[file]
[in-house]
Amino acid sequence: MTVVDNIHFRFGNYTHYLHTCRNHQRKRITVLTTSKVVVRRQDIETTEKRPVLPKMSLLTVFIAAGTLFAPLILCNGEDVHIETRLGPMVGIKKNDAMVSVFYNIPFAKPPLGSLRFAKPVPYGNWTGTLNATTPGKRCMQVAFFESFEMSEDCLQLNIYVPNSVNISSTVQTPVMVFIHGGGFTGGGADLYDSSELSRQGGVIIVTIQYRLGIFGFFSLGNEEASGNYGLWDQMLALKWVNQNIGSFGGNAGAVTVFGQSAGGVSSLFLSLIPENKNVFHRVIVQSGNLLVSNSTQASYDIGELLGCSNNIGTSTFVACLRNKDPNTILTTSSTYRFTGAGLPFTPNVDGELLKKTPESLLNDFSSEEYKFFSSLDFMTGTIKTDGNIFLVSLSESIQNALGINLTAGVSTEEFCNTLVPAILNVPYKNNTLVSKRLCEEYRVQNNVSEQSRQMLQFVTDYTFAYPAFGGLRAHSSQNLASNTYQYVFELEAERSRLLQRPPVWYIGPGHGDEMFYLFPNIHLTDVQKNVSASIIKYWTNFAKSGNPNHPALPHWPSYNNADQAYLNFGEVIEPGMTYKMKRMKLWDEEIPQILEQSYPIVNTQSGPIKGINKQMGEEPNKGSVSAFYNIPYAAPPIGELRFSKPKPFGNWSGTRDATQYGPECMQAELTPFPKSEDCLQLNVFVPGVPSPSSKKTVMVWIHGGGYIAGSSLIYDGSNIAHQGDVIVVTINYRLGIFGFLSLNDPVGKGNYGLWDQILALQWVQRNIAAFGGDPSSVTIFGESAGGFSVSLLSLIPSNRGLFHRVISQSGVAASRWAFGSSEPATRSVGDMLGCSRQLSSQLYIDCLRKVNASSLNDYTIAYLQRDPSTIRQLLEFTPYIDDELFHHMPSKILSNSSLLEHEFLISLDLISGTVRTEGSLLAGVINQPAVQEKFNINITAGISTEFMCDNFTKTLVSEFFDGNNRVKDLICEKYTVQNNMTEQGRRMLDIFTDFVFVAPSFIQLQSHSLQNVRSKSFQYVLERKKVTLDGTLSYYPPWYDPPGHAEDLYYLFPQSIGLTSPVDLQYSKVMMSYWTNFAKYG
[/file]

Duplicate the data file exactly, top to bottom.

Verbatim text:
[in-house]
Amino acid sequence: MTVVDNIHFRFGNYTHYLHTCRNHQRKRITVLTTSKVVVRRQDIETTEKRPVLPKMSLLTVFIAAGTLFAPLILCNGEDVHIETRLGPMVGIKKNDAMVSVFYNIPFAKPPLGSLRFAKPVPYGNWTGTLNATTPGKRCMQVAFFESFEMSEDCLQLNIYVPNSVNISSTVQTPVMVFIHGGGFTGGGADLYDSSELSRQGGVIIVTIQYRLGIFGFFSLGNEEASGNYGLWDQMLALKWVNQNIGSFGGNAGAVTVFGQSAGGVSSLFLSLIPENKNVFHRVIVQSGNLLVSNSTQASYDIGELLGCSNNIGTSTFVACLRNKDPNTILTTSSTYRFTGAGLPFTPNVDGELLKKTPESLLNDFSSEEYKFFSSLDFMTGTIKTDGNIFLVSLSESIQNALGINLTAGVSTEEFCNTLVPAILNVPYKNNTLVSKRLCEEYRVQNNVSEQSRQMLQFVTDYTFAYPAFGGLRAHSSQNLASNTYQYVFELEAERSRLLQRPPVWYIGPGHGDEMFYLFPNIHLTDVQKNVSASIIKYWTNFAKSGNPNHPALPHWPSYNNADQAYLNFGEVIEPGMTYKMKRMKLWDEEIPQILEQSYPIVNTQSGPIKGINKQMGEEPNKGSVSAFYNIPYAAPPIGELRFSKPKPFGNWSGTRDATQYGPECMQAELTPFPKSEDCLQLNVFVPGVPSPSSKKTVMVWIHGGGYIAGSSLIYDGSNIAHQGDVIVVTINYRLGIFGFLSLNDPVGKGNYGLWDQILALQWVQRNIAAFGGDPSSVTIFGESAGGFSVSLLSLIPSNRGLFHRVISQSGVAASRWAFGSSEPATRSVGDMLGCSRQLSSQLYIDCLRKVNASSLNDYTIAYLQRDPSTIRQLLEFTPYIDDELFHHMPSKILSNSSLLEHEFLISLDLISGTVRTEGSLLAGVINQPAVQEKFNINITAGISTEFMCDNFTKTLVSEFFDGNNRVKDLICEKYTVQNNMTEQGRRMLDIFTDFVFVAPSFIQLQSHSLQNVRSKSFQYVLERKKVTLDGTLSYYPPWYDPPGHAEDLYYLFPQSIGLTSPVDLQYSKVMMSYWTNFAKYG